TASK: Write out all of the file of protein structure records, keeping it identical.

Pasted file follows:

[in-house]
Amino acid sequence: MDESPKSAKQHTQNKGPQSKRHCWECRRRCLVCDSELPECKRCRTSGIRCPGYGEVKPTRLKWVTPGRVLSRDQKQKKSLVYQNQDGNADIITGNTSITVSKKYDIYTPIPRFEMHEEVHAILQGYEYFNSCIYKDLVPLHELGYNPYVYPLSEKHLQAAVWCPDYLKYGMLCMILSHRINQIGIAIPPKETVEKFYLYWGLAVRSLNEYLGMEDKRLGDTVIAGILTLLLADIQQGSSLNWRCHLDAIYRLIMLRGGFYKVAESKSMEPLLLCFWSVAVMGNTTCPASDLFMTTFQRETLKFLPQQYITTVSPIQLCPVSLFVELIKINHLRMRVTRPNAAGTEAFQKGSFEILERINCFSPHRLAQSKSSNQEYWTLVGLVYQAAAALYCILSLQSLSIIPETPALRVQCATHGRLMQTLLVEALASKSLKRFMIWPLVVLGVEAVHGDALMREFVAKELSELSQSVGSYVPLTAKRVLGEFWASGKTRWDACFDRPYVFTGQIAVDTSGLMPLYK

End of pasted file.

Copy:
[in-house]
Amino acid sequence: MDESPKSAKQHTQNKGPQSKRHCWECRRRCLVCDSELPECKRCRTSGIRCPGYGEVKPTRLKWVTPGRVLSRDQKQKKSLVYQNQDGNADIITGNTSITVSKKYDIYTPIPRFEMHEEVHAILQGYEYFNSCIYKDLVPLHELGYNPYVYPLSEKHLQAAVWCPDYLKYGMLCMILSHRINQIGIAIPPKETVEKFYLYWGLAVRSLNEYLGMEDKRLGDTVIAGILTLLLADIQQGSSLNWRCHLDAIYRLIMLRGGFYKVAESKSMEPLLLCFWSVAVMGNTTCPASDLFMTTFQRETLKFLPQQYITTVSPIQLCPVSLFVELIKINHLRMRVTRPNAAGTEAFQKGSFEILERINCFSPHRLAQSKSSNQEYWTLVGLVYQAAAALYCILSLQSLSIIPETPALRVQCATHGRLMQTLLVEALASKSLKRFMIWPLVVLGVEAVHGDALMREFVAKELSELSQSVGSYVPLTAKRVLGEFWASGKTRWDACFDRPYVFTGQIAVDTSGLMPLYK